Originally Posted by boatman61 View Post

Boatman61’s got it nailed.

When I deliver a boat/yacht to an individual or charter company they don’t want to spend the next month fixing broken stuff or replacing blown out sails. And at my age shooting enough ILS approaches to minimums, I’ve kind of got my jolly full of adventure. Do what you have to do but take care of your ride. I guess if my deliveries were on Swans or the like my attitude might be different.

Go for it youngsters as long as it’s your own boat.
Hear them! Hear them!

Our delivery days are thankfully over. We're now very happy to be on our own vessel only, but we doubt even a long ocean passage on a big Swan would change our approach. Cruising rules here...in comfort...and we're loving it!
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Old 12-11-2011, 20:17   #38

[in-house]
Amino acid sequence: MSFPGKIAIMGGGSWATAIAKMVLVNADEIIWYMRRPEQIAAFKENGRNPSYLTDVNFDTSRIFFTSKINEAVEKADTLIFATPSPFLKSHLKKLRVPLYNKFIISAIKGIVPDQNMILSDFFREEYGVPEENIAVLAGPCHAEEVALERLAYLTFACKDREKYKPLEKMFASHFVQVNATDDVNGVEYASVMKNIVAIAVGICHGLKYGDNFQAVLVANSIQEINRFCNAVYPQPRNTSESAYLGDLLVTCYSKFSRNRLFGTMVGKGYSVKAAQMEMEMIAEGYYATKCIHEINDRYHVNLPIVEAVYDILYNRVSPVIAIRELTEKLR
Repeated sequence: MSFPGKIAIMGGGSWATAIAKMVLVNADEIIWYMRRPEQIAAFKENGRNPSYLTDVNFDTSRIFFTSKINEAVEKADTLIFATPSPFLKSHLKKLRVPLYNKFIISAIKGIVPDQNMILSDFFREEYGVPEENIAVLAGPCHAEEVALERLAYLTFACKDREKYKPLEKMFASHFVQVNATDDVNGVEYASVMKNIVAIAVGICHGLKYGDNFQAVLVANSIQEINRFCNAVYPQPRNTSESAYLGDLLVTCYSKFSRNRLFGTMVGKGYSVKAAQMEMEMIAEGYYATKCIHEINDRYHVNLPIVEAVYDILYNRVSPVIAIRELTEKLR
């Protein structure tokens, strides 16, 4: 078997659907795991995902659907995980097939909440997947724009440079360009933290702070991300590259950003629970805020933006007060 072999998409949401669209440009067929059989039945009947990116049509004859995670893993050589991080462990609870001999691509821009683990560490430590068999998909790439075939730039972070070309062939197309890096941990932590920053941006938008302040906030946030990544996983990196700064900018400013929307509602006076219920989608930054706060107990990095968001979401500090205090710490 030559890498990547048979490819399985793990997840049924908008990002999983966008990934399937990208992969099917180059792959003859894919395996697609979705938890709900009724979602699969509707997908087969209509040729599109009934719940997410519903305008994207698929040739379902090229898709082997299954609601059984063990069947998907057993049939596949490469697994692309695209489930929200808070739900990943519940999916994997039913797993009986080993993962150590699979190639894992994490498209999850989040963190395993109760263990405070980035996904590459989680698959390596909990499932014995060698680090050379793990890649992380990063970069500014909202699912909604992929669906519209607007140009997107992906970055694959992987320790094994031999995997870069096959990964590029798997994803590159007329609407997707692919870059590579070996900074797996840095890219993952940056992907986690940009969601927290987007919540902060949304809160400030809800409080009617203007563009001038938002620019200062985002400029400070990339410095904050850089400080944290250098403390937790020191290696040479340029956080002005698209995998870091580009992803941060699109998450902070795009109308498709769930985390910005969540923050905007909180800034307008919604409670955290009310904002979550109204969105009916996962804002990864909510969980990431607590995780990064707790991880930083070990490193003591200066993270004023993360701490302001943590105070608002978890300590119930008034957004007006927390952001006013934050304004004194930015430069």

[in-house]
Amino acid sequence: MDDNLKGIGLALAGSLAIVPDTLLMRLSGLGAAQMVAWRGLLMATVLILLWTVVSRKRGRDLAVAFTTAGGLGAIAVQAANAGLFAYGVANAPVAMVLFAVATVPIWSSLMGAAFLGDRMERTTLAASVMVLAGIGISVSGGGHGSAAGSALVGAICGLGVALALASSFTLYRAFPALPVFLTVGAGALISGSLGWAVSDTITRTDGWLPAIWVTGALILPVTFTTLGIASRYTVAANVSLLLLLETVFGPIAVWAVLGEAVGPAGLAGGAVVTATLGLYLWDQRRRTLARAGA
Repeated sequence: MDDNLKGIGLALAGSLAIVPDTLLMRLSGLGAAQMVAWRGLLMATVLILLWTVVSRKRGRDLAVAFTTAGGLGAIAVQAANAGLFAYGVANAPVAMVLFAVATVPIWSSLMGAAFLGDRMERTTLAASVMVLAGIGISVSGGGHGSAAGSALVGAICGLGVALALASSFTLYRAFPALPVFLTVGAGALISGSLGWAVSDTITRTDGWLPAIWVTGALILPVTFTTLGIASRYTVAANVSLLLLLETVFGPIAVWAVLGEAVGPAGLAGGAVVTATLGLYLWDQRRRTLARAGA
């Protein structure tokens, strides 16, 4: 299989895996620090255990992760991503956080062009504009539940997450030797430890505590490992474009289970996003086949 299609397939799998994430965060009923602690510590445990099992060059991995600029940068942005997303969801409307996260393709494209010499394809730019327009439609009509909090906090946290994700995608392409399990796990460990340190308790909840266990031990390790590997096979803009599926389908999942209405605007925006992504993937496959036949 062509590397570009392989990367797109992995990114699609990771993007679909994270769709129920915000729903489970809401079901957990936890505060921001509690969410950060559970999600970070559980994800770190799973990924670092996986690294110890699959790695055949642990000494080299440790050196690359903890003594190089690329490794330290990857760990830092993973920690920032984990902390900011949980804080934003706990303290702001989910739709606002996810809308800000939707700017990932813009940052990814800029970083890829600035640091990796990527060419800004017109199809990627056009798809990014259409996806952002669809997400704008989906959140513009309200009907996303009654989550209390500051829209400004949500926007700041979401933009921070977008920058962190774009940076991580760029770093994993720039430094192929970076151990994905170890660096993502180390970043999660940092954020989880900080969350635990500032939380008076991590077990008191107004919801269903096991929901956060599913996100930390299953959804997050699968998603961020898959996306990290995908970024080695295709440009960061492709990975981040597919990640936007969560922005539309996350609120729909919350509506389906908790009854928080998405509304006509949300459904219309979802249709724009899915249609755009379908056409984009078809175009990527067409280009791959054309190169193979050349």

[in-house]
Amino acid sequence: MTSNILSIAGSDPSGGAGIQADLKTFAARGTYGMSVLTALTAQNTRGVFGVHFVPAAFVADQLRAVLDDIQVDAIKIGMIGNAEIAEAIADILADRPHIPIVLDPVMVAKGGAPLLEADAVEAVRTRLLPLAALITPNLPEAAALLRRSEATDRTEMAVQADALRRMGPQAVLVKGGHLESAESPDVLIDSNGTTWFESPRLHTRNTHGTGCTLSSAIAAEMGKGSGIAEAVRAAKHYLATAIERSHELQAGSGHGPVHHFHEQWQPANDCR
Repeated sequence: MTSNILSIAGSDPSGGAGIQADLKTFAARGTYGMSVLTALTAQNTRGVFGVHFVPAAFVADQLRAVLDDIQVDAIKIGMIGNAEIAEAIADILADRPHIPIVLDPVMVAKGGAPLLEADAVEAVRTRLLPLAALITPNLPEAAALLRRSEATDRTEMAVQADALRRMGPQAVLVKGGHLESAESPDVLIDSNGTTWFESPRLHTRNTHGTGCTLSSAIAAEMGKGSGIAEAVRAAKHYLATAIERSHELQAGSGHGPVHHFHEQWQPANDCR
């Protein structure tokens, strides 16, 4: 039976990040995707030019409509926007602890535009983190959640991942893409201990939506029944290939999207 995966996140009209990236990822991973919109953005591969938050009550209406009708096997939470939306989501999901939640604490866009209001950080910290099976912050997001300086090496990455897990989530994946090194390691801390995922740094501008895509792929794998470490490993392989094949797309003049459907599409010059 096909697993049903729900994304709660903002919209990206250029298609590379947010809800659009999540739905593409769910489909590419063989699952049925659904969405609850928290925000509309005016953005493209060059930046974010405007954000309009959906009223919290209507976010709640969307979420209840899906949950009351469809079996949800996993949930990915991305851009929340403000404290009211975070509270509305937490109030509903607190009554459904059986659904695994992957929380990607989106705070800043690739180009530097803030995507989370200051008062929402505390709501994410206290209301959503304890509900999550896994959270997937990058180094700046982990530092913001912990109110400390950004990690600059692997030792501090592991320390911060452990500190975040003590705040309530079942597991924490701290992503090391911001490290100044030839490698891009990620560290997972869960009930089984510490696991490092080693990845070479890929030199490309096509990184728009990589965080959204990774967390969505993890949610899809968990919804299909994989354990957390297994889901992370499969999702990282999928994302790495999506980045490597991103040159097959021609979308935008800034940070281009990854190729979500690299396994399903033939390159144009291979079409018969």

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Re: Blue Water Sailing

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I've been off the coast of Casta Rica in a gale and tore two sails lost all engine power and electric with a green crew I picked up in Gautamala and made the decision to head farther out to sea.this really scard the %$#& out of the crew but in the long run it was a good call..We did very well by that call..
Well I'm not sure how you pulled it off but I agree with you -- if you're losing power, get away from shore.
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Old 12-11-2011, 20:27   #39
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Re: Blue Water Sailing

There is a certain magic to be at risk off shore and relying only on your wits, your preparation and your shipmates, if any. I think we all tend to measure the questionable conditions we sail in to the worst conditions we can recall. That attitude has brought me through several experiences with a whole skin and vessel.